The Typhoon’s primary armament was the Hispano Mk II 20mm autocannon. The British began WW2 arming their fighters with as many as eight rifle-caliber .303 Browning machineguns. This system offered simply breathtaking close-range firepower, but it yet remained fairly ineffective against armored aircraft at anything but intimate ranges.

The American Browning M3 cycled at more than 1,200 rpm but fired a substantially smaller projectile than did the Mk II 20mm.

We Americans did love our .50-caliber machineguns. The Browning M3 recoil-operated, belt-fed .50 armed most all US combat aircraft of WW2. However, with the advent of faster, more heavily-armored enemy planes, even the venerable fifty seemed a bit inadequate.

The armament of the P38 Lightning, in my opinion, the prettiest warplane of WW2, consisted of four M3 .50’s and a 20mm Hispano all clustered in the nose.

The answer was the Hispano-Suiza HS.404. Designed by Marc Birkigt in the 1930s, the original 20mm HS.404 weighed 108 pounds and was eight feet long. The British version of the HS.404 used on the Typhoon was the Hispano Mk V. This was a gas-operated, delayed-blowback design that cycled at around 725 rpm. The US variant was built by International Harvester, was slightly smaller and shorter, and was designated the 20mm M1 Automatic Gun.

The 20mm round was obviously considerably spunkier than was the standard .50-caliber shown underneath it. Its HE projectile offered a great deal more downrange horsepower.

All of these 20mm weapons fired roughly quarter-pound projectiles charged with a high explosive filler and detonated via a direct-action contact fuse. The most common Mk I round also included an incendiary component. There was a ball round and Armor-Piercing/Tracer version as well.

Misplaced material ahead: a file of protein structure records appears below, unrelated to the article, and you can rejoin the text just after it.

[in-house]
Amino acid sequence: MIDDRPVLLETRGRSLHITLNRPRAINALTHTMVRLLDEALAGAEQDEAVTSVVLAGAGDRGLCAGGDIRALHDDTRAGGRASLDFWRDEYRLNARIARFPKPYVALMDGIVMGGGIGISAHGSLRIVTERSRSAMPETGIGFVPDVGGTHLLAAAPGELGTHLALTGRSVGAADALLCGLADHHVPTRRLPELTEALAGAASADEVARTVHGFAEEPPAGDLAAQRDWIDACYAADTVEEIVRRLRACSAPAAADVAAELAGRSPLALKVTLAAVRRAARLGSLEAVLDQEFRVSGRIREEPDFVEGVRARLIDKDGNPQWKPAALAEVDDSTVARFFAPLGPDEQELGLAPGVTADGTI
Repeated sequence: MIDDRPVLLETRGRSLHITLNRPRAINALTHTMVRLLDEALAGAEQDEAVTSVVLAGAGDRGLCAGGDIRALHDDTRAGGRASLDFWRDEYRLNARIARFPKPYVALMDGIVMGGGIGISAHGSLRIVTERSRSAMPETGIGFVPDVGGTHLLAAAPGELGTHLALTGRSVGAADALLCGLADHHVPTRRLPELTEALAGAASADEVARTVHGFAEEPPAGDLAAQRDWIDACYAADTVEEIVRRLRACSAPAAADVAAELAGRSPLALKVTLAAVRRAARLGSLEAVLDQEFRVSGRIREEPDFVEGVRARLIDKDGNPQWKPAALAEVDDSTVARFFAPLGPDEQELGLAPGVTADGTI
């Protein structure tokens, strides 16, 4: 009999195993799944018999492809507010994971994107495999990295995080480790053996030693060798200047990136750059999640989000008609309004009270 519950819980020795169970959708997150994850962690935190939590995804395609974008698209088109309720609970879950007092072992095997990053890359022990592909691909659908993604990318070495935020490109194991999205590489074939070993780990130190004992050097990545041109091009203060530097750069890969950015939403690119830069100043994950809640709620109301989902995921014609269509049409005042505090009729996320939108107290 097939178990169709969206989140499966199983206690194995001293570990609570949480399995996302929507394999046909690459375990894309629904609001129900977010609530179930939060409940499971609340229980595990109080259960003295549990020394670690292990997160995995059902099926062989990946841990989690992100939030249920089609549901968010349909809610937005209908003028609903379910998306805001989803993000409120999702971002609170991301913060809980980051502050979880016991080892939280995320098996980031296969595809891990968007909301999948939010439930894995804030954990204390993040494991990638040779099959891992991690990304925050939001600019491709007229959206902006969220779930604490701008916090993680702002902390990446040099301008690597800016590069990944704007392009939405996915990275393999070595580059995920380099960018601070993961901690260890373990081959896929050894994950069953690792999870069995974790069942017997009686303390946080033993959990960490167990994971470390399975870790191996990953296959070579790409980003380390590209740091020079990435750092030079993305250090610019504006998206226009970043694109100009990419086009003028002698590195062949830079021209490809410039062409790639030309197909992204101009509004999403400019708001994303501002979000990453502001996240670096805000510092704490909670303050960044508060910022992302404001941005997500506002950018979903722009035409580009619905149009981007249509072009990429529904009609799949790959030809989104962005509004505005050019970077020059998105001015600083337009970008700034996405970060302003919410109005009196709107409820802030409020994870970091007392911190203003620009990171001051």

The Rest of the Story

The world was definitely better off with fewer of these guys.

Longchamps chewed the face of the Gestapo headquarters to pieces. His cannon fire was so precise that the surrounding buildings remained undamaged. In that single pass, he killed four high-ranking German officers and wounded dozens more. Among the dead were the station chief, a reprobate monster named Muller, and the local Chief of the SD, SS-Sturmbannfuhrer Alfred Thomas. Good riddance.

Longchamps dropped Belgian and British flags over the Royal Palace to offer hope and a tangible reminder that the Allies were coming.

On his egress, he sprinkled little British and Belgian flags across a variety of Belgian villages as well as the Royal Palace at Laeken. He also dropped a few over the garden of his niece, the Baroness De Villegas De Saint-Pierre. Half an hour after the attack in Brussels, Longchamps landed safely at his base at Manston in Kent, England. Both the Germans and his British superiors were livid.

While initially castigated by his superiors, Longchamps was ultimately decorated for his one-man act of vengeance.

The Nazis undertook the expected reprisals, further incurring the ire of an oppressed people uniformly buoyed by the audacity of the attack. Longchamps’ RAF commanders demoted him to Flight Officer and reassigned him to another squadron. However, when the true impact of his bold unconventional attack became known they awarded him the British Distinguished Flying Cross.

Though the German response was bloody, Longchamps’ flight offered hope to his enslaved countrymen.

Herman Bodson, a member of the Belgian resistance during the Second World War, recalled: “The day of the attack was a day of joy. That week, while the news was told around the country, was a week of joy.” It seems true vengeance, even a relatively little bit, was indeed fairly sweet.

The Nazis were undeniably vile. Note that the German soldiers depicted in this Russian painting are holding their MP40 submachine guns using the proper field manual technique.

Tragically, CPT Longchamps was killed seven months later on August 16, 1943, when his Typhoon, damaged on a combat mission over Ostend, crashed on landing at RAF Manston. He was an epic hero.

CPT Longchamps was an unrepentant patriot. He willingly gave his last full measure of devotion.